My favorite part of Malaysia, however, was the warmth of its people, and there are only few countries in which I have traveled where I was treated with such remarkable hospitality, kindness, and generosity (S. Korea & Turkey being the other). I’ve found the Malaysian people to be genuine in their approach to foreign visitors, another fine byproduct of the underdeveloped tourism industry, and unlike other countries in SE Asia where the majority of tourists tends to be Westerners, in Malaysia, most of the vacationers and tourists were Malaysians, which I really appreciated and enjoyed.
Overall, our 3 weeks in Malaysia was an absolutely unforgettable experience … one we hope to repeat someday soon!
Seoul is FABULOUS! Over the past three decades, I have witnessed my homeland transform itself from the rubble of the Korean War to become an economic powerhouse not only in Asia but worldwide, and no city in South Korea epitomizes and reflects this transition like its capital, Seoul. From the concrete jungles of the 80’s and 90’s to the softer-edged 21st century urban oasis that it has become since the new millennium, largely thanks to its visionary Mayor, Seoul is not only one of the most interesting and exciting cities in Asia but also the most tourist-friendly.
Seoul is a cosmopolitan city that equals, and in some respects, surpasses the likes of other megapolis in the world like New York City and Tokyo. Everywhere you look, there’s a reflection of prosperity that has been built from sheer determination and dedication of its citizens. From the upscale high-rises in Gangnam district to the chic boutiques in Apgujeong; or the rows galleries filled with fine art in Samcheongdong district to the regal omnipresence of Gyeongbokgung, Seoul is a sophisticated traveler’s dream come true.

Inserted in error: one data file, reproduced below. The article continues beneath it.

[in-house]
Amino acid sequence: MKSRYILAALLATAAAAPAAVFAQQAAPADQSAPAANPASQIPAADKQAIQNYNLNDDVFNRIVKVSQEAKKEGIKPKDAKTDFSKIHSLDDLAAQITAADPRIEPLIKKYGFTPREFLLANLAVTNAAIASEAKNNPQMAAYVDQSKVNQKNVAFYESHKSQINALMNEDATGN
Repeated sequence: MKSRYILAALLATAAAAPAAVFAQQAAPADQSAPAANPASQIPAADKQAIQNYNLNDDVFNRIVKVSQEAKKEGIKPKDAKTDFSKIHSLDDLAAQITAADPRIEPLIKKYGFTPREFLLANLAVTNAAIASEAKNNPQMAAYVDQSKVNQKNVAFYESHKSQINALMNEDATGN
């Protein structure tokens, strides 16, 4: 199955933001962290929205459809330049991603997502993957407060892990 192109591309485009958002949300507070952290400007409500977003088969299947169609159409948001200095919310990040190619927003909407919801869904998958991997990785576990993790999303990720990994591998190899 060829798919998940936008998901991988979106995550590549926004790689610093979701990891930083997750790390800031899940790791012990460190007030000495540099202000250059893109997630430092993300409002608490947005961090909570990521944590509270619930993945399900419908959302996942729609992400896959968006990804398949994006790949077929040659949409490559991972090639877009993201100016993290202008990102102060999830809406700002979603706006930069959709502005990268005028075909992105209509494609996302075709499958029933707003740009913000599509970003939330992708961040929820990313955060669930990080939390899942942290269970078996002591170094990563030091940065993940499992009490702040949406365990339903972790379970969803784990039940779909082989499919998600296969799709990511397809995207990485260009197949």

Great thing about Seoul is that, like NYC, another favorite city of mine, it’s ever-changing and ever-evolving, and every time I return to the city, I’m reminded that the best is yet to come.
Sometimes, traveling is more about people than places, and I fell in love with Istanbul long before I arrived in Turkey. I was first introduced to the warmth and the generosity of the Turkish people while living in Frankfurt, Germany, also known as “little Istanbul”.
From market vendors to restaurateurs, classmates to language teachers, the vibrancy and kindness I had experienced from almost every Turkish immigrant I’d encountered was a welcoming contrast to the austerity and aloofness of the local Germans.
I’d always heard from travelers returning from Turkey that you arrive in Turkey as a guest and leave as a friend, and my experience in Istanbul was no different. Everywhere I went, I was overwhelmed by the hospitality of just about everyone I’d come across.
Needless to say, I had a wonderful time in Istanbul, an amazing city full of extraordinary history and culture, breathtaking scenery, and excellent cuisine. So, teşekkür ederim … thank you Istanbul for an unforgettable trip.
The hills may not be alive with the sound of music, but Salzburg, in my opinion is the most beautiful town in Austria. Despite the inaccuracy of the Von Trapp family’s escape route, this birthplace of Wolfgang Amadeus Mozart boasts itself as being the Golden City of High Baroque, which becomes self-evident as soon as you step into its Altstadt.